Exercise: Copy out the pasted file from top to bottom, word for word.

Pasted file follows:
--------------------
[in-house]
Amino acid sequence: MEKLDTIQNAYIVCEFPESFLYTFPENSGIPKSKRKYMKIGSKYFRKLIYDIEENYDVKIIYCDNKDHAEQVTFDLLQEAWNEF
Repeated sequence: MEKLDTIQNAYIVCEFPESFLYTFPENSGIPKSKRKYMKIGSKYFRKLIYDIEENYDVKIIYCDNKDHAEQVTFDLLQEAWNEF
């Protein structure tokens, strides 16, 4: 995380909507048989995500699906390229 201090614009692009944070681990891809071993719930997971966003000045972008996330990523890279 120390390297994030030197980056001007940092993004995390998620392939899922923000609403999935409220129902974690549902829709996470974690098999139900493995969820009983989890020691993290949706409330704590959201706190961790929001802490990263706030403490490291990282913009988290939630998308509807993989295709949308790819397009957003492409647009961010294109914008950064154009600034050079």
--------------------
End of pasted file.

[in-house]
Amino acid sequence: MEKLDTIQNAYIVCEFPESFLYTFPENSGIPKSKRKYMKIGSKYFRKLIYDIEENYDVKIIYCDNKDHAEQVTFDLLQEAWNEF
Repeated sequence: MEKLDTIQNAYIVCEFPESFLYTFPENSGIPKSKRKYMKIGSKYFRKLIYDIEENYDVKIIYCDNKDHAEQVTFDLLQEAWNEF
């Protein structure tokens, strides 16, 4: 995380909507048989995500699906390229 201090614009692009944070681990891809071993719930997971966003000045972008996330990523890279 120390390297994030030197980056001007940092993004995390998620392939899922923000609403999935409220129902974690549902829709996470974690098999139900493995969820009983989890020691993290949706409330704590959201706190961790929001802490990263706030403490490291990282913009988290939630998308509807993989295709949308790819397009957003492409647009961010294109914008950064154009600034050079």